Mary Lincoln Southern Girl, Northern Woman
One of America’s most compelling First Ladies, Mary Lincoln possessed a unique vantage point on the events of her time, even as her experiences of the constraints of gender roles and the upheaval of the Civil War reflected those of many other women. The story of her life presents a microcosm through which we can understand the complex and dramatic events of the nineteenth century in the United States, including vital issues of gender, war, and the divisions between North and South. The daughter of a southern, slave-holding family, Mary Lincoln had close ties to people on both sides of the war. Her life shows how the North and South were interconnected, even as the country was riven by sectional strife.
In this concise narrative, Stacy Pratt McDermott presents an evenhanded account of this complex, intelligent woman and her times. Supported by primary documents and a robust companion website, this biography introduces students to the world of nineteenth-century America, and the firsthand experiences of Americans during the Civil War.
Part I: Mary Lincoln
Chapter 1: Mary Ann Todd
Chapter 2: From Mary Todd to Mary Lincoln
Chapter 3: Mrs. Abraham Lincoln
Chapter 4: Mrs. President Lincoln
Chapter 5: The Widow Lincoln
Part II: Documents
"Stacy Pratt McDermott gives us a fresh perspective on one of the most maligned First Ladies in American history. The author presents an even-handed treatment of the controversies in Mrs. Lincoln’s life, coupled with a thoughtful exploration of gender, class, family, and personality in the nineteenth century. Mary Lincoln: Southern Girl, Northern Woman is an important addition to the field of Civil War studies."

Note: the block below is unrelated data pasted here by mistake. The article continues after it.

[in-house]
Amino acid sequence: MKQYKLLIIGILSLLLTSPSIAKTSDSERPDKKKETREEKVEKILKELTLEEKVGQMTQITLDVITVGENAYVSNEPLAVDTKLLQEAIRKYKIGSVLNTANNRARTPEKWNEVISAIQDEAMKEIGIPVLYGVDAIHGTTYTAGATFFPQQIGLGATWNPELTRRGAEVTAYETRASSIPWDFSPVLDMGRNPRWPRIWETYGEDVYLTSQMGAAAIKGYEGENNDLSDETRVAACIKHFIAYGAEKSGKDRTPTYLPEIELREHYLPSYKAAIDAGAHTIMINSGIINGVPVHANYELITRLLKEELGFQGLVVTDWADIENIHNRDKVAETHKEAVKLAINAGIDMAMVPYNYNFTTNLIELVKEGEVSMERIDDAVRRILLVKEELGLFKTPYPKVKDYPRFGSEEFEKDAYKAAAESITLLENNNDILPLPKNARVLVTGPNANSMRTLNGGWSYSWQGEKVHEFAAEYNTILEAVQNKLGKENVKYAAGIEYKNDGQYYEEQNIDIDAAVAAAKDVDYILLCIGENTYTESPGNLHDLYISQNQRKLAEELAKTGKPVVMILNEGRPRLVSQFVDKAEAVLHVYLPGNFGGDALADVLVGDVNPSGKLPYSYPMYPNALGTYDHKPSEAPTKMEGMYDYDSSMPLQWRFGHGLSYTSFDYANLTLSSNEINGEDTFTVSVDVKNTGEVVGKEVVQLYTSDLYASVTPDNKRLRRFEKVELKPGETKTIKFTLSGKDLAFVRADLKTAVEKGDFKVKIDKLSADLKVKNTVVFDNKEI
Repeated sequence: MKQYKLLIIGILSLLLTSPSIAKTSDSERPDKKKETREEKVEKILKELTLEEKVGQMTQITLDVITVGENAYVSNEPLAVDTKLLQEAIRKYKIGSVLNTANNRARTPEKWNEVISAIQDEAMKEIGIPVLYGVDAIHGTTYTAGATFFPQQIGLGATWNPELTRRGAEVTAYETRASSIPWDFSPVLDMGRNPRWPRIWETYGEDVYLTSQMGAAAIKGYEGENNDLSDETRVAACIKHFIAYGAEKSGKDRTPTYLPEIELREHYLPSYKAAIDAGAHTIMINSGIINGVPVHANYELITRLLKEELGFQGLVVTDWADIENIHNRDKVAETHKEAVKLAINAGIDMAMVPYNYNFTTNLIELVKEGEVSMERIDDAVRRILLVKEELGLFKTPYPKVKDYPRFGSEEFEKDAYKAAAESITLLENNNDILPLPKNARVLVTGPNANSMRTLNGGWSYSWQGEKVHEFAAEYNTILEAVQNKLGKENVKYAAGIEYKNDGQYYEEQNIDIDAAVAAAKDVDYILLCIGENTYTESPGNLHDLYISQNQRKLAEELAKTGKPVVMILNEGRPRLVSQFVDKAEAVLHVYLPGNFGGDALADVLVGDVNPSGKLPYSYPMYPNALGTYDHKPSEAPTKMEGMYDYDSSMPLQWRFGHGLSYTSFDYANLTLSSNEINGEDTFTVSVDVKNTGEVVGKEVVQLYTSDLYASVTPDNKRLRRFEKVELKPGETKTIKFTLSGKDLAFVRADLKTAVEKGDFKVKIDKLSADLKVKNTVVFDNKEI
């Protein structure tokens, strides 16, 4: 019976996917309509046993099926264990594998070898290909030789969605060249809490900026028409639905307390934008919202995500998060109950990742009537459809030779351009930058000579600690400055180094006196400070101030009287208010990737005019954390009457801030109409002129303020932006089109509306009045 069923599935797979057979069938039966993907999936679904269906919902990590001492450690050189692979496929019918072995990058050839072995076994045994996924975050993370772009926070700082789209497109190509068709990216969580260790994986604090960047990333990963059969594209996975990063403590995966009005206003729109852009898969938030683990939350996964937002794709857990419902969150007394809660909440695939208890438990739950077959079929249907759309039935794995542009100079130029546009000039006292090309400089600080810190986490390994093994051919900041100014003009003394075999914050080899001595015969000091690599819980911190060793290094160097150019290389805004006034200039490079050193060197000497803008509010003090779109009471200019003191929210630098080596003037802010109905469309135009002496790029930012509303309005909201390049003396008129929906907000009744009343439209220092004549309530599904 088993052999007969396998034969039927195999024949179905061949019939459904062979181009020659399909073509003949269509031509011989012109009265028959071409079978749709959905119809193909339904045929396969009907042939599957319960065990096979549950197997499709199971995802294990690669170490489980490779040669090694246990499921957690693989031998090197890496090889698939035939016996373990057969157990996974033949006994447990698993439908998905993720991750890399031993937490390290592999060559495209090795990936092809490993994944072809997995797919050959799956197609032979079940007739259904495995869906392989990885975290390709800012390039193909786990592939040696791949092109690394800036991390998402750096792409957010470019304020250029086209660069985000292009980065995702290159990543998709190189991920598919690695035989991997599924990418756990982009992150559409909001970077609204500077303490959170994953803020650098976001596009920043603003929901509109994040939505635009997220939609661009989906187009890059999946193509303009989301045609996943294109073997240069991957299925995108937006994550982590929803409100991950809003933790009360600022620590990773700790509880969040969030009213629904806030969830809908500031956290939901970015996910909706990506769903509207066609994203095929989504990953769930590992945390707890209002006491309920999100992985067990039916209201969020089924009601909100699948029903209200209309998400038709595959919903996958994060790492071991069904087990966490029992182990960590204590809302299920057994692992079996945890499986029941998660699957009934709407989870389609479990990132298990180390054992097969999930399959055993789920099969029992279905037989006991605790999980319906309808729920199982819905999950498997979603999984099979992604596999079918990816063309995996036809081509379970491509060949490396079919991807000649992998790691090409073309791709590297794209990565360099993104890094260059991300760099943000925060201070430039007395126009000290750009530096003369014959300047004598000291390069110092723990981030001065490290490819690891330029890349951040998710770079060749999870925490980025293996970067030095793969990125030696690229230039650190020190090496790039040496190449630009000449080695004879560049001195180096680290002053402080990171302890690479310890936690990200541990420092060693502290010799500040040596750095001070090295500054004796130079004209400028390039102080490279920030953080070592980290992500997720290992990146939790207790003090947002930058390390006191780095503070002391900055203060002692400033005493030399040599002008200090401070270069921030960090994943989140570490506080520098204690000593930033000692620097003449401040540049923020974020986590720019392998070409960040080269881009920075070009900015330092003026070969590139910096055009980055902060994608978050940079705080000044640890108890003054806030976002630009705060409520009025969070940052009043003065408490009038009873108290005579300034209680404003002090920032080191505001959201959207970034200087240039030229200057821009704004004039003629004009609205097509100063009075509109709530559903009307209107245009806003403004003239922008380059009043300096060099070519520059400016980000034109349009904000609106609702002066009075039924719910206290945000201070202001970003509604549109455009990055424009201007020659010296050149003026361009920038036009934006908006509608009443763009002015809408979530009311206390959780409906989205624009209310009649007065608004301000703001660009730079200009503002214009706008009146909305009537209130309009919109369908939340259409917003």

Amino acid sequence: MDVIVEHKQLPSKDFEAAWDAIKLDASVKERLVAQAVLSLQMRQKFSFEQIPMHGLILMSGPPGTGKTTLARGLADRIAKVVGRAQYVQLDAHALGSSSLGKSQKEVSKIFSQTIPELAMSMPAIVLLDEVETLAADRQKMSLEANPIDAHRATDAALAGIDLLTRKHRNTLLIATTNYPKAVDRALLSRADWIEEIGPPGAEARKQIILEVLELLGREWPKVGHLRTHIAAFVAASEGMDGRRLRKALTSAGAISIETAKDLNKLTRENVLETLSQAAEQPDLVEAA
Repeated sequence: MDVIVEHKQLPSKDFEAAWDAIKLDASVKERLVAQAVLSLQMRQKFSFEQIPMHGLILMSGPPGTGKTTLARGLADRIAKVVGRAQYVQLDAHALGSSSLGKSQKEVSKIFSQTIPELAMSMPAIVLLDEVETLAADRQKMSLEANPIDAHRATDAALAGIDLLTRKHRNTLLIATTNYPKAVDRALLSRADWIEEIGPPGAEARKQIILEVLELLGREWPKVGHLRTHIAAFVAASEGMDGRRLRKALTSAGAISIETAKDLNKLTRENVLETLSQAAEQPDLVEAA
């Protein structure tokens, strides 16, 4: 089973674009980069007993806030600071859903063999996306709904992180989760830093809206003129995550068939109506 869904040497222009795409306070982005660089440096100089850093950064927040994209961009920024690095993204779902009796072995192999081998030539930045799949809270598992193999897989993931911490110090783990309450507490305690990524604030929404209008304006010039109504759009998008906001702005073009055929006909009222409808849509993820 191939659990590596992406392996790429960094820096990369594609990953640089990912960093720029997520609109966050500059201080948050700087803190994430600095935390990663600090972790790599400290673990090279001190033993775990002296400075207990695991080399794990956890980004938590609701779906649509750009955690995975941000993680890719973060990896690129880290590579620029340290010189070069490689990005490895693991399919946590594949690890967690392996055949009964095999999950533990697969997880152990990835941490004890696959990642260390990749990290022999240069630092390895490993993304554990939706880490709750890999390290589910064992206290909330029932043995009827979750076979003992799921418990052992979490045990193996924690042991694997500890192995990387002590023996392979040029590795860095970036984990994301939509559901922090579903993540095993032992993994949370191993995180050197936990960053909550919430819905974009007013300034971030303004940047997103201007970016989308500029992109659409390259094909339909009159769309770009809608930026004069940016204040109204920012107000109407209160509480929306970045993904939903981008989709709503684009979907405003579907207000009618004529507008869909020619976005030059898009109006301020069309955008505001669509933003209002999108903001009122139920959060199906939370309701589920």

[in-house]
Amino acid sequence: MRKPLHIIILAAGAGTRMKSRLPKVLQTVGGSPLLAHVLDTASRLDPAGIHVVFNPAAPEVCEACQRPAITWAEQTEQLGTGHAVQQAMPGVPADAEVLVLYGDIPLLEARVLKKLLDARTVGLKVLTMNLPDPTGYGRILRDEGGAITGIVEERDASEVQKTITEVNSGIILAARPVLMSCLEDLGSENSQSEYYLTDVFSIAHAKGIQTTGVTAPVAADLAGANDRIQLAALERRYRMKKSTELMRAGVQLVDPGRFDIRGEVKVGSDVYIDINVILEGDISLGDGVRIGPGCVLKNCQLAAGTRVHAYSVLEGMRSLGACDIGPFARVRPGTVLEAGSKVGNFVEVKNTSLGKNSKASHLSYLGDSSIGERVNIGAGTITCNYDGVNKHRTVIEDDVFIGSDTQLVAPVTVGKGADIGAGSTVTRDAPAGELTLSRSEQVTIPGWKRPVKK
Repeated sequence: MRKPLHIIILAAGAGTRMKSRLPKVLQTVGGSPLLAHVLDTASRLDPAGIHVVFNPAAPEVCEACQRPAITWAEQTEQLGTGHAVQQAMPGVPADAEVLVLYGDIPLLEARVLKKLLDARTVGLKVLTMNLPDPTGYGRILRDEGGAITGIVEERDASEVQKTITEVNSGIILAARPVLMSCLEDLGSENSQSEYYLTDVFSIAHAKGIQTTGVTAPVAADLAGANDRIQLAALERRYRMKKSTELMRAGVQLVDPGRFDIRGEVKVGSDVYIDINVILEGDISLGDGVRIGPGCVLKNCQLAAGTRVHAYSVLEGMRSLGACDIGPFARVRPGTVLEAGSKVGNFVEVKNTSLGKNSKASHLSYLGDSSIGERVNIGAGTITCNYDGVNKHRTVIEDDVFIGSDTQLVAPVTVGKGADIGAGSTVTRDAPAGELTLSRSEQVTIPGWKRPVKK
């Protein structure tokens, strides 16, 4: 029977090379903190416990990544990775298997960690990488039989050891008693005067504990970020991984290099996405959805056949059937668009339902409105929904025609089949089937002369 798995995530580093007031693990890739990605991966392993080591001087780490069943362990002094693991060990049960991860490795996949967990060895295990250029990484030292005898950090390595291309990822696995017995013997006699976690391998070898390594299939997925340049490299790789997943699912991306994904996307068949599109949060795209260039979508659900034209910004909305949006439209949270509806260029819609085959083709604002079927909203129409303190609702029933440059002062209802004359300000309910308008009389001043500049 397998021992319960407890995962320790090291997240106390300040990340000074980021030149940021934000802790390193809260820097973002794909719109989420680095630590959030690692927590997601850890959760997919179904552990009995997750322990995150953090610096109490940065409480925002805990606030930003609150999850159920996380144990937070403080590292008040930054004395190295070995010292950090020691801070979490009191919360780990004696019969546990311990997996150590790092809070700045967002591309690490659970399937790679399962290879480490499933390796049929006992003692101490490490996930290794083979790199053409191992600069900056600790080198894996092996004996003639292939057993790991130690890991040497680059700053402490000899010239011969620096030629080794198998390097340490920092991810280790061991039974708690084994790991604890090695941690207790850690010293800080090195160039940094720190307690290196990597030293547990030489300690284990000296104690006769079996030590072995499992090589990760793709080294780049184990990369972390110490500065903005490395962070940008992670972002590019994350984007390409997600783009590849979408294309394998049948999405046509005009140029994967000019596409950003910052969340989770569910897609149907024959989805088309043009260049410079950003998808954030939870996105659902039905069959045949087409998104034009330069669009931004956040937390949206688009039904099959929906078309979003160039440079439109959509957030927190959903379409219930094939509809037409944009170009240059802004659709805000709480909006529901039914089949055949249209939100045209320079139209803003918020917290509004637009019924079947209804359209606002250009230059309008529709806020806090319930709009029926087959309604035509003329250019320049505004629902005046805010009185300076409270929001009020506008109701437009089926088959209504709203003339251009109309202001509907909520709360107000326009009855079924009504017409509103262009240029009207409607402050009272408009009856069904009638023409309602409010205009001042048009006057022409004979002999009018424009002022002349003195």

—Joan E. Cashin, author of First Lady of the Confederacy: Varina Davis’s Civil War
"McDermott, assistant director/associate editor of the Papers of Abraham Lincoln in Springfield, Illinois, presents a rare and evenhanded account of her complex life and times. Anyone wishing to delve further into the life of this fascinating woman should read this book first to form a backdrop of the times, attitudes, and circumstances in which she lived. [Summing Up: Highly recommended. All levels/libraries.]"
-R. J. Havlik, emeritus, University of Notre Dame, CHOICE Review